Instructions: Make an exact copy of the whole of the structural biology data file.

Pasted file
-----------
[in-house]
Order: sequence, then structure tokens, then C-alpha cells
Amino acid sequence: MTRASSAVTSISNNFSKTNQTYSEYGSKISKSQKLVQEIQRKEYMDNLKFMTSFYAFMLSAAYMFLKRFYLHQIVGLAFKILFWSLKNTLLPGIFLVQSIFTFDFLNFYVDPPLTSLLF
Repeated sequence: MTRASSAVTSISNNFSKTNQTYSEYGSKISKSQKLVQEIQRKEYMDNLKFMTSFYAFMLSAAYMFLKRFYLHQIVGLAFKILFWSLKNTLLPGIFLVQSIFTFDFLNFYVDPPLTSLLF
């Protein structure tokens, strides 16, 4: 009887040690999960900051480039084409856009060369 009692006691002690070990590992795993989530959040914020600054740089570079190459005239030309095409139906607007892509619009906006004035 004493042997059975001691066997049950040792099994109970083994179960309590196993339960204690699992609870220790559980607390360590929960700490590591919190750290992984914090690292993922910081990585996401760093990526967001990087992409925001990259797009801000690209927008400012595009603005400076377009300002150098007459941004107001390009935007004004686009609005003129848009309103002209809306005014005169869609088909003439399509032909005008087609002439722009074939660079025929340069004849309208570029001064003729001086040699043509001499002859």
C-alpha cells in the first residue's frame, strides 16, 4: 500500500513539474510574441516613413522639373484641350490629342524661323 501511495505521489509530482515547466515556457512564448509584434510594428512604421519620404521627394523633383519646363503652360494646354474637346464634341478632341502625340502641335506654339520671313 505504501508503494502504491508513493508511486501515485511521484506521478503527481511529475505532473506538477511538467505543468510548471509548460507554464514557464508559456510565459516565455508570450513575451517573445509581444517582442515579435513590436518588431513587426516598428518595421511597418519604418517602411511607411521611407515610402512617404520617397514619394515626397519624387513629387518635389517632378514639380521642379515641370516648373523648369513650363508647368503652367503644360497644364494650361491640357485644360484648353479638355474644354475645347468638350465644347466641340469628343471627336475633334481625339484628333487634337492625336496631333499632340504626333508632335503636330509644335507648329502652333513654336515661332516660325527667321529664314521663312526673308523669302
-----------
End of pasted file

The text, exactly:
[in-house]
Order: sequence, then structure tokens, then C-alpha cells
Amino acid sequence: MTRASSAVTSISNNFSKTNQTYSEYGSKISKSQKLVQEIQRKEYMDNLKFMTSFYAFMLSAAYMFLKRFYLHQIVGLAFKILFWSLKNTLLPGIFLVQSIFTFDFLNFYVDPPLTSLLF
Repeated sequence: MTRASSAVTSISNNFSKTNQTYSEYGSKISKSQKLVQEIQRKEYMDNLKFMTSFYAFMLSAAYMFLKRFYLHQIVGLAFKILFWSLKNTLLPGIFLVQSIFTFDFLNFYVDPPLTSLLF
């Protein structure tokens, strides 16, 4: 009887040690999960900051480039084409856009060369 009692006691002690070990590992795993989530959040914020600054740089570079190459005239030309095409139906607007892509619009906006004035 004493042997059975001691066997049950040792099994109970083994179960309590196993339960204690699992609870220790559980607390360590929960700490590591919190750290992984914090690292993922910081990585996401760093990526967001990087992409925001990259797009801000690209927008400012595009603005400076377009300002150098007459941004107001390009935007004004686009609005003129848009309103002209809306005014005169869609088909003439399509032909005008087609002439722009074939660079025929340069004849309208570029001064003729001086040699043509001499002859």
C-alpha cells in the first residue's frame, strides 16, 4: 500500500513539474510574441516613413522639373484641350490629342524661323 501511495505521489509530482515547466515556457512564448509584434510594428512604421519620404521627394523633383519646363503652360494646354474637346464634341478632341502625340502641335506654339520671313 505504501508503494502504491508513493508511486501515485511521484506521478503527481511529475505532473506538477511538467505543468510548471509548460507554464514557464508559456510565459516565455508570450513575451517573445509581444517582442515579435513590436518588431513587426516598428518595421511597418519604418517602411511607411521611407515610402512617404520617397514619394515626397519624387513629387518635389517632378514639380521642379515641370516648373523648369513650363508647368503652367503644360497644364494650361491640357485644360484648353479638355474644354475645347468638350465644347466641340469628343471627336475633334481625339484628333487634337492625336496631333499632340504626333508632335503636330509644335507648329502652333513654336515661332516660325527667321529664314521663312526673308523669302